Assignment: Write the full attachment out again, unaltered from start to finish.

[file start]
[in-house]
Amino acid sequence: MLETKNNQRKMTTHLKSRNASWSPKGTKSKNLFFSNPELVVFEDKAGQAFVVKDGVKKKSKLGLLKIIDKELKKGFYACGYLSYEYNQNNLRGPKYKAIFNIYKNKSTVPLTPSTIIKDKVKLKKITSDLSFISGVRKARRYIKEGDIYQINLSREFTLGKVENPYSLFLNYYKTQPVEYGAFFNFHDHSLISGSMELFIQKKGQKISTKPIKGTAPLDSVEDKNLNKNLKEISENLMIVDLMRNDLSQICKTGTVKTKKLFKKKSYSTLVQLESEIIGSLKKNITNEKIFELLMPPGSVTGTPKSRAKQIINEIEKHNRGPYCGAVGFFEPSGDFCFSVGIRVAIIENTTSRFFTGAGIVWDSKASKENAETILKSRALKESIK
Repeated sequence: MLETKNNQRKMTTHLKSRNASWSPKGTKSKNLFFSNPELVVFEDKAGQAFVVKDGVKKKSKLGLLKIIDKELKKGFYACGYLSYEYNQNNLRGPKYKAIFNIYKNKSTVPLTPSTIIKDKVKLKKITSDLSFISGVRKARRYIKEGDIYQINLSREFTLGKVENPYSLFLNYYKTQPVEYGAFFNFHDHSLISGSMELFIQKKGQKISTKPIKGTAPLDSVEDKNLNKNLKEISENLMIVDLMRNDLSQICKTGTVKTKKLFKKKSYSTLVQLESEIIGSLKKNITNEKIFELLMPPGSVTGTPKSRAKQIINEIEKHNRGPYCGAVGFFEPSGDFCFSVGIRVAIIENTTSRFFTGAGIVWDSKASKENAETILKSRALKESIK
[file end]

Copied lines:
[in-house]
Amino acid sequence: MLETKNNQRKMTTHLKSRNASWSPKGTKSKNLFFSNPELVVFEDKAGQAFVVKDGVKKKSKLGLLKIIDKELKKGFYACGYLSYEYNQNNLRGPKYKAIFNIYKNKSTVPLTPSTIIKDKVKLKKITSDLSFISGVRKARRYIKEGDIYQINLSREFTLGKVENPYSLFLNYYKTQPVEYGAFFNFHDHSLISGSMELFIQKKGQKISTKPIKGTAPLDSVEDKNLNKNLKEISENLMIVDLMRNDLSQICKTGTVKTKKLFKKKSYSTLVQLESEIIGSLKKNITNEKIFELLMPPGSVTGTPKSRAKQIINEIEKHNRGPYCGAVGFFEPSGDFCFSVGIRVAIIENTTSRFFTGAGIVWDSKASKENAETILKSRALKESIK
Repeated sequence: MLETKNNQRKMTTHLKSRNASWSPKGTKSKNLFFSNPELVVFEDKAGQAFVVKDGVKKKSKLGLLKIIDKELKKGFYACGYLSYEYNQNNLRGPKYKAIFNIYKNKSTVPLTPSTIIKDKVKLKKITSDLSFISGVRKARRYIKEGDIYQINLSREFTLGKVENPYSLFLNYYKTQPVEYGAFFNFHDHSLISGSMELFIQKKGQKISTKPIKGTAPLDSVEDKNLNKNLKEISENLMIVDLMRNDLSQICKTGTVKTKKLFKKKSYSTLVQLESEIIGSLKKNITNEKIFELLMPPGSVTGTPKSRAKQIINEIEKHNRGPYCGAVGFFEPSGDFCFSVGIRVAIIENTTSRFFTGAGIVWDSKASKENAETILKSRALKESIK